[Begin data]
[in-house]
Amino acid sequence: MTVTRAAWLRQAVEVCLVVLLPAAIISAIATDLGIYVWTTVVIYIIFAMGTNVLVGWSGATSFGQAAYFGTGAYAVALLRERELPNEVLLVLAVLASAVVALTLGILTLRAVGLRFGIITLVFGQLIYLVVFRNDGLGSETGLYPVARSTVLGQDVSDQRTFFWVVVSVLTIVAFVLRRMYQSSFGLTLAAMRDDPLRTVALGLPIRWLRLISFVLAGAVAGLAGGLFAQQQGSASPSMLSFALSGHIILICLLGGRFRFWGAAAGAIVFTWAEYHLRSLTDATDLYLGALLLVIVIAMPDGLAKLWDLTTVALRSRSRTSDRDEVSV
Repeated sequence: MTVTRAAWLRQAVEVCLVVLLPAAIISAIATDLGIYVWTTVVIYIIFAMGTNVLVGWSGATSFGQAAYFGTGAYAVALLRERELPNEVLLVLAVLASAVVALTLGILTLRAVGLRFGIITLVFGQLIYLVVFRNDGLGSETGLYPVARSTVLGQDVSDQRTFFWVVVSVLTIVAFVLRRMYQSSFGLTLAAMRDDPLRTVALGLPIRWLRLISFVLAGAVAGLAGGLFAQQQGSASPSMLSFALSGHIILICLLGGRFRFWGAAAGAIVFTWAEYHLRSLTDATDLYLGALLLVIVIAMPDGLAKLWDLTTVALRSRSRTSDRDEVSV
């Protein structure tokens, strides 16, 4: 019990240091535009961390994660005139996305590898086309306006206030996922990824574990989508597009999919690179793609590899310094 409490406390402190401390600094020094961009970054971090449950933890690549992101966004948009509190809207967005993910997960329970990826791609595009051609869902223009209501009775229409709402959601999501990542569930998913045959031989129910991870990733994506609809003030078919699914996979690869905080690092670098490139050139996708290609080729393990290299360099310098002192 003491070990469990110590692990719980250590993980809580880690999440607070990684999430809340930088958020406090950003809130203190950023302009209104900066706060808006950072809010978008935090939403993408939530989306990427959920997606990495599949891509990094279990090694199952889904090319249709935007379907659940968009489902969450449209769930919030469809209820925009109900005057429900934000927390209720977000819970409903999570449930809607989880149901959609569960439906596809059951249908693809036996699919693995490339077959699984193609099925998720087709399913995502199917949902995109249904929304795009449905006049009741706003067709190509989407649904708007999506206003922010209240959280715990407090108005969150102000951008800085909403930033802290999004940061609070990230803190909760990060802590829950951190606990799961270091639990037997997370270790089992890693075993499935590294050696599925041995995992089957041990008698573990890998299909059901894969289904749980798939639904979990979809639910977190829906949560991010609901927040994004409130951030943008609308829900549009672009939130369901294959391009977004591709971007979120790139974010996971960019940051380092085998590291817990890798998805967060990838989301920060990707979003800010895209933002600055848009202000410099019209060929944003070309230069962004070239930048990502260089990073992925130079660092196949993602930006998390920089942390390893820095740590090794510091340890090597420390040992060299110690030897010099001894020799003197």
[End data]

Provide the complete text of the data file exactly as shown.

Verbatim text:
[in-house]
Amino acid sequence: MTVTRAAWLRQAVEVCLVVLLPAAIISAIATDLGIYVWTTVVIYIIFAMGTNVLVGWSGATSFGQAAYFGTGAYAVALLRERELPNEVLLVLAVLASAVVALTLGILTLRAVGLRFGIITLVFGQLIYLVVFRNDGLGSETGLYPVARSTVLGQDVSDQRTFFWVVVSVLTIVAFVLRRMYQSSFGLTLAAMRDDPLRTVALGLPIRWLRLISFVLAGAVAGLAGGLFAQQQGSASPSMLSFALSGHIILICLLGGRFRFWGAAAGAIVFTWAEYHLRSLTDATDLYLGALLLVIVIAMPDGLAKLWDLTTVALRSRSRTSDRDEVSV
Repeated sequence: MTVTRAAWLRQAVEVCLVVLLPAAIISAIATDLGIYVWTTVVIYIIFAMGTNVLVGWSGATSFGQAAYFGTGAYAVALLRERELPNEVLLVLAVLASAVVALTLGILTLRAVGLRFGIITLVFGQLIYLVVFRNDGLGSETGLYPVARSTVLGQDVSDQRTFFWVVVSVLTIVAFVLRRMYQSSFGLTLAAMRDDPLRTVALGLPIRWLRLISFVLAGAVAGLAGGLFAQQQGSASPSMLSFALSGHIILICLLGGRFRFWGAAAGAIVFTWAEYHLRSLTDATDLYLGALLLVIVIAMPDGLAKLWDLTTVALRSRSRTSDRDEVSV
């Protein structure tokens, strides 16, 4: 019990240091535009961390994660005139996305590898086309306006206030996922990824574990989508597009999919690179793609590899310094 409490406390402190401390600094020094961009970054971090449950933890690549992101966004948009509190809207967005993910997960329970990826791609595009051609869902223009209501009775229409709402959601999501990542569930998913045959031989129910991870990733994506609809003030078919699914996979690869905080690092670098490139050139996708290609080729393990290299360099310098002192 003491070990469990110590692990719980250590993980809580880690999440607070990684999430809340930088958020406090950003809130203190950023302009209104900066706060808006950072809010978008935090939403993408939530989306990427959920997606990495599949891509990094279990090694199952889904090319249709935007379907659940968009489902969450449209769930919030469809209820925009109900005057429900934000927390209720977000819970409903999570449930809607989880149901959609569960439906596809059951249908693809036996699919693995490339077959699984193609099925998720087709399913995502199917949902995109249904929304795009449905006049009741706003067709190509989407649904708007999506206003922010209240959280715990407090108005969150102000951008800085909403930033802290999004940061609070990230803190909760990060802590829950951190606990799961270091639990037997997370270790089992890693075993499935590294050696599925041995995992089957041990008698573990890998299909059901894969289904749980798939639904979990979809639910977190829906949560991010609901927040994004409130951030943008609308829900549009672009939130369901294959391009977004591709971007979120790139974010996971960019940051380092085998590291817990890798998805967060990838989301920060990707979003800010895209933002600055848009202000410099019209060929944003070309230069962004070239930048990502260089990073992925130079660092196949993602930006998390920089942390390893820095740590090794510091340890090597420390040992060299110690030897010099001894020799003197």